Water Exchange - Correcting/Maintaining During Process?

FergieWheeler

Member
Jul 22, 2019
10
Paris, Ky
My test kit arrived this morning, and I tested the water. I already knew my CYA would be high, and given I dumped in two gallons of Pool Essentials chlorinating liquid (10%) last night, I knew I'd have some free chlorine showing up for a change. Here are my stats:

FC - 2.6
CC - 0.4
CH - 280
TA - 190 (includes subtraction for high CYA)
PH - 7.4
CYA - 200
Copper - 3 ppm according to AquaChek Copper test strips

First of all, the pool store's magic copper remedy (Pool Magnet Plus and Sparkle Up) did not work. I'm sure they would have loaded me with down another $250+ bill had I returned for re-testing this week as recommended.

Background: Our pool has an older vinyl liner (7 years) in 34-year old coping. We have three areas along the coping where the liner is pulling away. Each area is about 10 inches to 12 inches long. It was much worse last year, but we managed to push most areas back into the coping and apply liner lock. Still, these three problem areas persist, and I don't want them to get worse or have new areas crop up.

I know completely draining and refilling the pool is the ideal answer, but with the fragility of the liner and coping, I'm more inclined to exchange water with a pump in the shallow end and a hose filling in the bottom of the deep end (the water is super warm so I'm thinking that arrangement would work best with the cold water from the hose). I know this process might take forever to get the CYA down and won't fully eliminate the copper, but I'm thinking it will be the least burdensome on the liner.

Have people had success using this method? What should I do regarding maintenance chemicals during the process? Daily testing? Chlorine nightly? I tested our tap water, and the PH is ideal and so is the TA.
 

DorsalSpine

Silver Supporter
Jul 8, 2013
473
Columbus, Ohio
You are correct that the cold water goes in the bottom of the deep end and you remove warm water from the shallow end. Assuming you have stairs on the shallow end put the pump just deep enough to reliably pull water. Cold water sinks, warm water rises.

Treat the water the way you always do to maintain your FC and PH. Can't help you with the metals. I've never had that problem.
 

mknauss

Mod Squad
TFP Expert
Bronze Supporter
May 3, 2014
21,996
Laughlin, NV
You can exchange some water without draining.

If you place a low volume sub pump in the deep end and pull water from there while adding water in the shallow end (through a skimmer or into a bucket on a step so you lessen the water disturbance) you can do a fairly efficient exchange. That is assuming the water you are filling with is the same temperature or warmer than your pool water. If your fill water is much cooler than your pool water, then switch it. Add the water to the deep end (hose on bottom) and pull water from the top step.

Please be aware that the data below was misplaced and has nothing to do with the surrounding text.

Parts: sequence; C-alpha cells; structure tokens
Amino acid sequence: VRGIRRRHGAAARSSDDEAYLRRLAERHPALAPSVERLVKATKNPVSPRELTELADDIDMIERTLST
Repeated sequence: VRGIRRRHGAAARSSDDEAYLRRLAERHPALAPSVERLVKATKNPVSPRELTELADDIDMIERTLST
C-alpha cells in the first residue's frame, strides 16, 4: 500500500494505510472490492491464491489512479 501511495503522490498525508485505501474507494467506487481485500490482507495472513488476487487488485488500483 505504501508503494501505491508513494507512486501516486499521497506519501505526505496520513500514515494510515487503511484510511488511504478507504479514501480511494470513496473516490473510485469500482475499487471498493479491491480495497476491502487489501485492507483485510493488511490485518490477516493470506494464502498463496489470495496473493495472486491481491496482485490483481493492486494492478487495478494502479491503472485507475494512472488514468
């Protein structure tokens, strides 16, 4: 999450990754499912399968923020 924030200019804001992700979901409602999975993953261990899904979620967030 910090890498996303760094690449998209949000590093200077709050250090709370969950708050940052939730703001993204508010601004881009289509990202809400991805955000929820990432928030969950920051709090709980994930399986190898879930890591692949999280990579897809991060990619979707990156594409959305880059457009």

The location of the pump and fill hose may change if you have salt water, high calcium, etc.
In my pool, with saltwater and high calcium when I drain, I put the pump in the deep end and hose in shallow end. The water in the pool weighs more per unit volume than the fill water from the hose.

Be sure to balance the water out and water in so the pool level stays the same. Also be sure your pool pump is disabled during this process. Once started do not stop until you have exchanged the amount of water you wish.
 

mknauss

Mod Squad
TFP Expert
Bronze Supporter
May 3, 2014
21,996
Laughlin, NV
Depending on where and what size hose you use for the effluent from the pump, you will get 7-10 gpm. So for your pool, for a complete exchange, will take a couple days. You can add some liquid chlorine if you like during the exchange. Once you have run the process, circulate and brush the pool really well before taking a sample for your new base line water chemistry.
 

FergieWheeler

Member
Jul 22, 2019
10
Paris, Ky
I just wanted to give a quick update. I allowed the water exchange to go through most of the weekend. I am pleased that copper is no longer showing on the test strips, and I lucked out on reducing CYA to a level that is acceptable. Here are the numbers:

FC - .2
CC - .2
CH - 210
TA - 184 (includes subtraction for CYA)
PH - 7.4
CYA - 50 (yay!!!)
Copper - 0 ppm according to AquaChek Copper test strips

I will be adding 210oz of 10% liquid chlorine tonight along with 76oz of dry acid (muriatic acid gives me the willies...I know it is the better choice, but I'd rather deal with something less caustic). Currently, my goal is to reduce ph to 7.2 to reduce TA and aerate to increase PH. Should I reduce ph to 7.0, or will 7.2 be enough to lower TA? Am I on the right path?